Turkey’s Foreign Policy Architect Warns US Candidates on Armenia Move

WASHINGTON–Seeking to intimidate Democratic Presidential Candidate Barack Obama into silence on the Armenian Genocide, Ahmet Davutoglu, the chief foreign policy advisor of Prime Minister Recep Tayyip Erdogan, Tuesday warned the future US administration against recognizing the Armenian Genocide, saying this could hurt a recent thawing of Turkish-Armenian relations and torpedo relations with the United States.

Ahmet Davutoglu, seen as the major architect of the foreign policies of Erdogan’s government, said in Washington that the US should avoid "offending" Turkey to ensure that the reconciliation process with Armenia will continue. "A step in the wrong direction will pose a risk not only to the Turkish-American strategic cooperation but also to Turkey’s efforts to reach out to Armenia," Davutogu told reporters late on Tuesday after a series of talks with US officials.

In Washington Davutoglu had talks with aides of both Obama and McCain. He also met President George W. Bush’s National Security Advisor Stephen Hadley, US Assistant Secretary of State for Near Eastern Affairs David Welch, Assistant Secretary of State for European Affairs Daniel Fried, Deputy Assistant Secretary of State for European and Eurasian Affairs Matthew J. Bryza, Undersecretary of Defense for Policy Eric Edelman and Jim Jeffrey, who has been recently appointed the new US ambassador to Turkey.

The Democratic candidate for US president, Senator Barack Obama, has made firm pledges to Armenian-American voters that he will recognize the genocide.

Turkey has repeatedly warned in the past that US recognition of the genocide could have an irreversible impact on Turkish-US ties, newly recovering from a crisis over Iraq. Most Turks favor Obama over his Republican opponent, Senator John McCain, who has been far less receptive to Armenian issues during his election campaign so far, but there are concerns over the prospects that the Democratic candidate will keep his promises to Armenian American voters if elected.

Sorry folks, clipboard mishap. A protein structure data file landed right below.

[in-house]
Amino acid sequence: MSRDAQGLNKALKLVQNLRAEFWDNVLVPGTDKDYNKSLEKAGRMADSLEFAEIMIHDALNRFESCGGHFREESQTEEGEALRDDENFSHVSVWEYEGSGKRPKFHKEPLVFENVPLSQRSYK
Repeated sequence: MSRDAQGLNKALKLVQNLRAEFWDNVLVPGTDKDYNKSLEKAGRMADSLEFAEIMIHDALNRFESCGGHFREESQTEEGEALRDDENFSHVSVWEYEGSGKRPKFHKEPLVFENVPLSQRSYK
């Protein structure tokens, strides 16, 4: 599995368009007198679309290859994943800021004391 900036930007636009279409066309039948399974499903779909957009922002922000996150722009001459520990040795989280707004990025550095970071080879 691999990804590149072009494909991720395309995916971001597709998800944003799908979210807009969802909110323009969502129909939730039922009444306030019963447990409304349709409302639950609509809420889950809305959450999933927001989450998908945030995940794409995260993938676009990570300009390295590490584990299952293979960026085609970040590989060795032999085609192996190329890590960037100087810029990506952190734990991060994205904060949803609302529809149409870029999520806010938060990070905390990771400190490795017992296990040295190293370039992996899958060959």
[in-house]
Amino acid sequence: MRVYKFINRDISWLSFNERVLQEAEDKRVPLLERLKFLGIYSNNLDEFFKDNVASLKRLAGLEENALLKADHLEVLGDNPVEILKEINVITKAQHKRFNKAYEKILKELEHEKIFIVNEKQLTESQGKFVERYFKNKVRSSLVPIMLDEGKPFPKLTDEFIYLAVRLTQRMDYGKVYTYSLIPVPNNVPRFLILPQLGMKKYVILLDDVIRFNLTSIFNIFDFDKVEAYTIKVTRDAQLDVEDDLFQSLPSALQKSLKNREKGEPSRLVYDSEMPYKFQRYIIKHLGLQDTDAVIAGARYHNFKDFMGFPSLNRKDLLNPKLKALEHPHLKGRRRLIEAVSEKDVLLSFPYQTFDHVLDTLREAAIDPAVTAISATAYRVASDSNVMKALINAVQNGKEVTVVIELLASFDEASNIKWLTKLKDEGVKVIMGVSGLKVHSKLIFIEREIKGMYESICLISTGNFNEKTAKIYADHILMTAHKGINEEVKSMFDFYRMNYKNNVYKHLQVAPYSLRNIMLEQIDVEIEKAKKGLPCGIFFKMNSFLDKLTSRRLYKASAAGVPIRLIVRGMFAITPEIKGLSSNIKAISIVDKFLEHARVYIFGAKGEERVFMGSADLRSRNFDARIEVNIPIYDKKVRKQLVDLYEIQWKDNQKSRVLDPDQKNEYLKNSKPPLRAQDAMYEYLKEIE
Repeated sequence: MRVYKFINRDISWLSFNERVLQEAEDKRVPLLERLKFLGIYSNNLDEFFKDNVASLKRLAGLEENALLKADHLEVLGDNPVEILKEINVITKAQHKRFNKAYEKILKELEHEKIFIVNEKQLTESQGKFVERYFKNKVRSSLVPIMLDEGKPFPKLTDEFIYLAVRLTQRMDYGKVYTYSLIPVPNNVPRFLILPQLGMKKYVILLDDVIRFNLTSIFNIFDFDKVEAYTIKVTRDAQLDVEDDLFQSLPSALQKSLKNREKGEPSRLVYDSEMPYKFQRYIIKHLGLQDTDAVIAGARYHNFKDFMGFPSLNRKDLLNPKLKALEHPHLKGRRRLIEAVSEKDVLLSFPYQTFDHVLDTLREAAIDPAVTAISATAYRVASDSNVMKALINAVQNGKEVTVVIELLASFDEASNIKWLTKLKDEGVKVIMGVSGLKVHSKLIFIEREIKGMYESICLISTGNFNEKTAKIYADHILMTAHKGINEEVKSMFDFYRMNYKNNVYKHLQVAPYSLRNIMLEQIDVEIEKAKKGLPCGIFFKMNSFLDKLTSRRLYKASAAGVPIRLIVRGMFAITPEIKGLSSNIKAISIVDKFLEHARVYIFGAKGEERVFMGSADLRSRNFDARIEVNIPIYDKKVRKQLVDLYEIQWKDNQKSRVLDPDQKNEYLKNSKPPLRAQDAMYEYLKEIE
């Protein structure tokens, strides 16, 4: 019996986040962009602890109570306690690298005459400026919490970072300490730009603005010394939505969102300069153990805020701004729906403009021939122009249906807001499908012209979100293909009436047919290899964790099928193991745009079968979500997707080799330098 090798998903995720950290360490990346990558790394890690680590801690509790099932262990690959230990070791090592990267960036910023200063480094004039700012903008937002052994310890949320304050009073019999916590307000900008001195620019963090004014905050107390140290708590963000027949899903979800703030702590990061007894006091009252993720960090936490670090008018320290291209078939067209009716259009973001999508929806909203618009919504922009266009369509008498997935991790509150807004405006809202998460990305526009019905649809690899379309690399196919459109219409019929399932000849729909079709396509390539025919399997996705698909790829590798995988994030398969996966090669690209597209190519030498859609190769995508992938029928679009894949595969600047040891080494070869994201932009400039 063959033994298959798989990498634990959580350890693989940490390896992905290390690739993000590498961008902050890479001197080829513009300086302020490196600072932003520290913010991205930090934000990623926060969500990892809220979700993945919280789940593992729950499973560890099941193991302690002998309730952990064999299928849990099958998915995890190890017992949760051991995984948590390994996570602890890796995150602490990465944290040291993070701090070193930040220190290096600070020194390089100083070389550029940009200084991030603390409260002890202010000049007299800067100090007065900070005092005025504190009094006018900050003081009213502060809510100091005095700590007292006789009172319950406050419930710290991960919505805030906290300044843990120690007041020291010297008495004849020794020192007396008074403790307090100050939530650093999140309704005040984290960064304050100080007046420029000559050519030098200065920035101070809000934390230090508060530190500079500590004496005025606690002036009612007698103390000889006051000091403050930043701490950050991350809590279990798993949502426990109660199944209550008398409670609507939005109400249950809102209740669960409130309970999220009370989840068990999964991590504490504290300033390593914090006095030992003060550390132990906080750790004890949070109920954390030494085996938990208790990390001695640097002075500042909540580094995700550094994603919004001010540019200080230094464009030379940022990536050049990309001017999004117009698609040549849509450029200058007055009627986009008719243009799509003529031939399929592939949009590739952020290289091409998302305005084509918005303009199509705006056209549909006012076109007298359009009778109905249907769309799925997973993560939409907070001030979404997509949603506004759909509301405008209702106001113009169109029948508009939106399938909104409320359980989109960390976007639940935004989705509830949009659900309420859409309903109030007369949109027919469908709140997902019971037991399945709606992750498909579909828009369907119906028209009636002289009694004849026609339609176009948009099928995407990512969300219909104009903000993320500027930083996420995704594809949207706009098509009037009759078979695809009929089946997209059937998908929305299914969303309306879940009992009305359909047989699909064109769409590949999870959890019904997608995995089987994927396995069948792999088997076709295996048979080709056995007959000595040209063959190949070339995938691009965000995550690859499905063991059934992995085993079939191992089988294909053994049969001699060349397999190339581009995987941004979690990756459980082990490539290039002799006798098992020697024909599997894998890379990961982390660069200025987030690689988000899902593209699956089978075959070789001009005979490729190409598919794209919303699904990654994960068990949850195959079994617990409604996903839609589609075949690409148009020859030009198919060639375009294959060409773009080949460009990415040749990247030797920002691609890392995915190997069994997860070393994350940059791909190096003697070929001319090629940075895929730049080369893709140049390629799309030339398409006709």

Davutoglu said the issue has the potential to generate a crisis in US ties no matter who turns out to be the winner of US elections on Nov. 4. "If the goal is improvement in Turkish-Armenian relations, everyone should avoid steps that would offend Turkey," said Davutoglu in response to a question on concerns over Obama’s pledges to Armenian Americanss. "We have been sharing these thoughts with officials in the United States. I am not saying, ‘we said this to Obama.’ It is important that the new administration know about this."

President Abdullah Gul visited Armenia in September to watch a soccer game between the national teams of the two countries. Talks between officials of the two countries, which have had no ties since 1993, are under way on normalization of relations.

Davutoglu earlier on Tuesday attended a conference on "Turkey, the region and U.S.-Turkey relations: Assessing the challenges and prospects" at the Brookings Institution in Washington.

"We want to have the best relations with Armenia,” Davutoglu said in his remarks to the conference. “We don’t see Armenia as a threat or enemy.”

Davutoglu, praised at the conference by former US Ambassador to Turkey, Mark Parris, as "Turkey’s Henry Kissinger," has advocated active and self-confident diplomacy to boost Turkey’s influence in the Middle East, the Caucasus and the Balkans since the ruling Justice and Development Party (AK Party) first came to power in 2002. He is the architect behind the Turkish-mediated talks between Syria and Israel, as well as a controversial invitation extended to a Hamas leader in exile to visit Turkey, a move bitterly criticized by the United States and Israel.

Despite concerns over the Armenian issue and challenges stemming from an international row over Iran’s nuclear program, Davutoglu predicted a "success story" in Turkish-US ties in the coming term no matter who is elected to the White House. "The new president will be the best friend of Turkey. The accomplishmen’s Turkey has achieved in foreign policy will be an asset for the United States too," he added.


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